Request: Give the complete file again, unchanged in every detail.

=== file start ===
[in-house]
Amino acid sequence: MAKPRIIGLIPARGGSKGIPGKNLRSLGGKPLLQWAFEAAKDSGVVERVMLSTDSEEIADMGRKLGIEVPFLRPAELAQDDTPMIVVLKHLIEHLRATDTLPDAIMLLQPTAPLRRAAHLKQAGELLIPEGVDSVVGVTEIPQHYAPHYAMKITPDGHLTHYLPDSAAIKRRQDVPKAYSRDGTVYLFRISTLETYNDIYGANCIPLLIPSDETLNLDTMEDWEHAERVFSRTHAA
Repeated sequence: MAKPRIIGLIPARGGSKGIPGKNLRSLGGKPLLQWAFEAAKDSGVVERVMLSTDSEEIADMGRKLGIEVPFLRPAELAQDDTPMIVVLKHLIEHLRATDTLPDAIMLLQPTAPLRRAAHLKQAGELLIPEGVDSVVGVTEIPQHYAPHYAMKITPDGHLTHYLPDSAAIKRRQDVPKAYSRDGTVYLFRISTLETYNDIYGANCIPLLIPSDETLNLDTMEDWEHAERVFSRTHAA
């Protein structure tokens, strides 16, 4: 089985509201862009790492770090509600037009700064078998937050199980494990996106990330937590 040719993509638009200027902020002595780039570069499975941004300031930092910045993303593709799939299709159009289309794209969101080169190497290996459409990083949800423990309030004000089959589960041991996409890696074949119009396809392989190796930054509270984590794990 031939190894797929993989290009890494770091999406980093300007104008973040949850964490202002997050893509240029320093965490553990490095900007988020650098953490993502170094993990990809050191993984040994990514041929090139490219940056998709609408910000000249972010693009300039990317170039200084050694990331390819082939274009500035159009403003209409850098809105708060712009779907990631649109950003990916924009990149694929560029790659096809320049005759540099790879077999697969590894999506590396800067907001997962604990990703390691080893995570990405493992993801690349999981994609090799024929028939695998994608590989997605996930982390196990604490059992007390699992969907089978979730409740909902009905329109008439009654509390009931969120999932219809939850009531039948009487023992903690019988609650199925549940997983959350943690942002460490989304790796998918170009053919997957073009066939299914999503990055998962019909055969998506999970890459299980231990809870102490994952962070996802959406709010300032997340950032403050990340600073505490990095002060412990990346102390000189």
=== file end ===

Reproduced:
[in-house]
Amino acid sequence: MAKPRIIGLIPARGGSKGIPGKNLRSLGGKPLLQWAFEAAKDSGVVERVMLSTDSEEIADMGRKLGIEVPFLRPAELAQDDTPMIVVLKHLIEHLRATDTLPDAIMLLQPTAPLRRAAHLKQAGELLIPEGVDSVVGVTEIPQHYAPHYAMKITPDGHLTHYLPDSAAIKRRQDVPKAYSRDGTVYLFRISTLETYNDIYGANCIPLLIPSDETLNLDTMEDWEHAERVFSRTHAA
Repeated sequence: MAKPRIIGLIPARGGSKGIPGKNLRSLGGKPLLQWAFEAAKDSGVVERVMLSTDSEEIADMGRKLGIEVPFLRPAELAQDDTPMIVVLKHLIEHLRATDTLPDAIMLLQPTAPLRRAAHLKQAGELLIPEGVDSVVGVTEIPQHYAPHYAMKITPDGHLTHYLPDSAAIKRRQDVPKAYSRDGTVYLFRISTLETYNDIYGANCIPLLIPSDETLNLDTMEDWEHAERVFSRTHAA
């Protein structure tokens, strides 16, 4: 089985509201862009790492770090509600037009700064078998937050199980494990996106990330937590 040719993509638009200027902020002595780039570069499975941004300031930092910045993303593709799939299709159009289309794209969101080169190497290996459409990083949800423990309030004000089959589960041991996409890696074949119009396809392989190796930054509270984590794990 031939190894797929993989290009890494770091999406980093300007104008973040949850964490202002997050893509240029320093965490553990490095900007988020650098953490993502170094993990990809050191993984040994990514041929090139490219940056998709609408910000000249972010693009300039990317170039200084050694990331390819082939274009500035159009403003209409850098809105708060712009779907990631649109950003990916924009990149694929560029790659096809320049005759540099790879077999697969590894999506590396800067907001997962604990990703390691080893995570990405493992993801690349999981994609090799024929028939695998994608590989997605996930982390196990604490059992007390699992969907089978979730409740909902009905329109008439009654509390009931969120999932219809939850009531039948009487023992903690019988609650199925549940997983959350943690942002460490989304790796998918170009053919997957073009066939299914999503990055998962019909055969998506999970890459299980231990809870102490994952962070996802959406709010300032997340950032403050990340600073505490990095002060412990990346102390000189």